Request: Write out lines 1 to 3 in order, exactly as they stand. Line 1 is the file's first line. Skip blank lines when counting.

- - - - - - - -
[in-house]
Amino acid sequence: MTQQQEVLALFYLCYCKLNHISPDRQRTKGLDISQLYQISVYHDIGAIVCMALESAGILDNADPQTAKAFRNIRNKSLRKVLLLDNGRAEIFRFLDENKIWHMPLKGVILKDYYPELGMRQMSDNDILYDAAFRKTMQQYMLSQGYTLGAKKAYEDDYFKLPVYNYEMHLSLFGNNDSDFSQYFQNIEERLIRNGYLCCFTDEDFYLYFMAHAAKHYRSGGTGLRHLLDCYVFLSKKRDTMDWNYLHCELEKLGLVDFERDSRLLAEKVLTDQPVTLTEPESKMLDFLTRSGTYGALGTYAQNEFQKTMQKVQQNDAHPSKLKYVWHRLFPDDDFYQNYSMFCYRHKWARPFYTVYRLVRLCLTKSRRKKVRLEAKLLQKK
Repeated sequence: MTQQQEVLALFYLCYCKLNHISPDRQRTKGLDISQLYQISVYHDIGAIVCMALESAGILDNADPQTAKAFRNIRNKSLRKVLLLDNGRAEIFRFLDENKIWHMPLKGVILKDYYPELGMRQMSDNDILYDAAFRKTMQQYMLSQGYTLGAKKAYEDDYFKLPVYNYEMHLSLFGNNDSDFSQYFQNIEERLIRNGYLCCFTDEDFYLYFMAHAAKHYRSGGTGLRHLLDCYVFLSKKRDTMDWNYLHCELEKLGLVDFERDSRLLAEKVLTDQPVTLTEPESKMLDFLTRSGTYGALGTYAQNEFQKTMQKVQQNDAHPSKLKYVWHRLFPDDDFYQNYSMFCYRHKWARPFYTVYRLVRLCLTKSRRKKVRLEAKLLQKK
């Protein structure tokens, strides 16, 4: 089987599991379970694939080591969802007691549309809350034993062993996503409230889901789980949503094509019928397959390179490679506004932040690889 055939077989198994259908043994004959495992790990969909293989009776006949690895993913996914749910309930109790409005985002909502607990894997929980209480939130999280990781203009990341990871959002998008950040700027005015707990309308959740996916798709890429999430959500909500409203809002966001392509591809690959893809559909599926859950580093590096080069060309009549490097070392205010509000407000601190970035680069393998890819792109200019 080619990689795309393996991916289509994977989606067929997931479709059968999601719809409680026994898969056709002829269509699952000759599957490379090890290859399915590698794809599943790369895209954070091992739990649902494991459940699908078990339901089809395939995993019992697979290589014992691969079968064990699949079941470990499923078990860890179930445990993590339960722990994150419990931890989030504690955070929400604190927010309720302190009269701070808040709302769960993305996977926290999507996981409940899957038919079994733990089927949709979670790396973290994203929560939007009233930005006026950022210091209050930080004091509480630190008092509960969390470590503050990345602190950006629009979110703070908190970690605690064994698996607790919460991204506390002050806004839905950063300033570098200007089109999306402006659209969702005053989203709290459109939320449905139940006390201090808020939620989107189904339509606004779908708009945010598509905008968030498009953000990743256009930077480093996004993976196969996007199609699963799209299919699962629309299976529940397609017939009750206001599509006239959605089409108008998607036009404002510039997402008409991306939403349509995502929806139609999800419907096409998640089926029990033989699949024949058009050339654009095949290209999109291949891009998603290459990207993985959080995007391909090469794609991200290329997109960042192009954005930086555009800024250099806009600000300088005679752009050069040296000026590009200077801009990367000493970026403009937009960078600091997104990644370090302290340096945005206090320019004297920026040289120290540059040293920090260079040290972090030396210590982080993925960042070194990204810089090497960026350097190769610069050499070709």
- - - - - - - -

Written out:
[in-house]
Amino acid sequence: MTQQQEVLALFYLCYCKLNHISPDRQRTKGLDISQLYQISVYHDIGAIVCMALESAGILDNADPQTAKAFRNIRNKSLRKVLLLDNGRAEIFRFLDENKIWHMPLKGVILKDYYPELGMRQMSDNDILYDAAFRKTMQQYMLSQGYTLGAKKAYEDDYFKLPVYNYEMHLSLFGNNDSDFSQYFQNIEERLIRNGYLCCFTDEDFYLYFMAHAAKHYRSGGTGLRHLLDCYVFLSKKRDTMDWNYLHCELEKLGLVDFERDSRLLAEKVLTDQPVTLTEPESKMLDFLTRSGTYGALGTYAQNEFQKTMQKVQQNDAHPSKLKYVWHRLFPDDDFYQNYSMFCYRHKWARPFYTVYRLVRLCLTKSRRKKVRLEAKLLQKK
Repeated sequence: MTQQQEVLALFYLCYCKLNHISPDRQRTKGLDISQLYQISVYHDIGAIVCMALESAGILDNADPQTAKAFRNIRNKSLRKVLLLDNGRAEIFRFLDENKIWHMPLKGVILKDYYPELGMRQMSDNDILYDAAFRKTMQQYMLSQGYTLGAKKAYEDDYFKLPVYNYEMHLSLFGNNDSDFSQYFQNIEERLIRNGYLCCFTDEDFYLYFMAHAAKHYRSGGTGLRHLLDCYVFLSKKRDTMDWNYLHCELEKLGLVDFERDSRLLAEKVLTDQPVTLTEPESKMLDFLTRSGTYGALGTYAQNEFQKTMQKVQQNDAHPSKLKYVWHRLFPDDDFYQNYSMFCYRHKWARPFYTVYRLVRLCLTKSRRKKVRLEAKLLQKK